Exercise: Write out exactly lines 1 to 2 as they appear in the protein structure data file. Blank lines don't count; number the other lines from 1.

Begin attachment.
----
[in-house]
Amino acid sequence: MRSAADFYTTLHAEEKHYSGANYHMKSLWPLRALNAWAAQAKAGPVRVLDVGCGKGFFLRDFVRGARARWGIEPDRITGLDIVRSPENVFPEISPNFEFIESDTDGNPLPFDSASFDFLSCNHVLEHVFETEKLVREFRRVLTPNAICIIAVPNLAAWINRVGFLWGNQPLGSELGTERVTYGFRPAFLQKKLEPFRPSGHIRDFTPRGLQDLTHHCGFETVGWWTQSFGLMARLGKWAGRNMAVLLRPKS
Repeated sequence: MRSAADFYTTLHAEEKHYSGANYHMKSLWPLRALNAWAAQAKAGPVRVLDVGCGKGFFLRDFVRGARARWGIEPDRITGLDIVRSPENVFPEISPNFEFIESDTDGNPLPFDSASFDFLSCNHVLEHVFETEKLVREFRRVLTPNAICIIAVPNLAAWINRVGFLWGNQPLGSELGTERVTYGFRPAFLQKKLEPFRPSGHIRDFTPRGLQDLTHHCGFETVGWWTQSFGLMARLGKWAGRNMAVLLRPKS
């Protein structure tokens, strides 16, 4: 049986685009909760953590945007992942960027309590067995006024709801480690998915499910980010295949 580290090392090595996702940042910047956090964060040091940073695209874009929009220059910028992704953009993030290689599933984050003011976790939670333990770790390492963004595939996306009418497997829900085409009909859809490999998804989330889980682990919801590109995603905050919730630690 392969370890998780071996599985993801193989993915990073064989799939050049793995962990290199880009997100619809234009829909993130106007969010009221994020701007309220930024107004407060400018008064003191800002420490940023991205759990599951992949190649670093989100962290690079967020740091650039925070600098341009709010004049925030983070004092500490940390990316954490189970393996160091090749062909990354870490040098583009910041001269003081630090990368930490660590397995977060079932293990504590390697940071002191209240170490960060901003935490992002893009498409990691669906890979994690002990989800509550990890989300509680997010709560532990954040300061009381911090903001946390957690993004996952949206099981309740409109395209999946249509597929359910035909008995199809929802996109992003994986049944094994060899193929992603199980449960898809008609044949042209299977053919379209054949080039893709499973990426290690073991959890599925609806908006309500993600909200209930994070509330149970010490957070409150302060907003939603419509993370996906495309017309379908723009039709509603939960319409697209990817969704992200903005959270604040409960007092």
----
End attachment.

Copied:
[in-house]
Amino acid sequence: MRSAADFYTTLHAEEKHYSGANYHMKSLWPLRALNAWAAQAKAGPVRVLDVGCGKGFFLRDFVRGARARWGIEPDRITGLDIVRSPENVFPEISPNFEFIESDTDGNPLPFDSASFDFLSCNHVLEHVFETEKLVREFRRVLTPNAICIIAVPNLAAWINRVGFLWGNQPLGSELGTERVTYGFRPAFLQKKLEPFRPSGHIRDFTPRGLQDLTHHCGFETVGWWTQSFGLMARLGKWAGRNMAVLLRPKS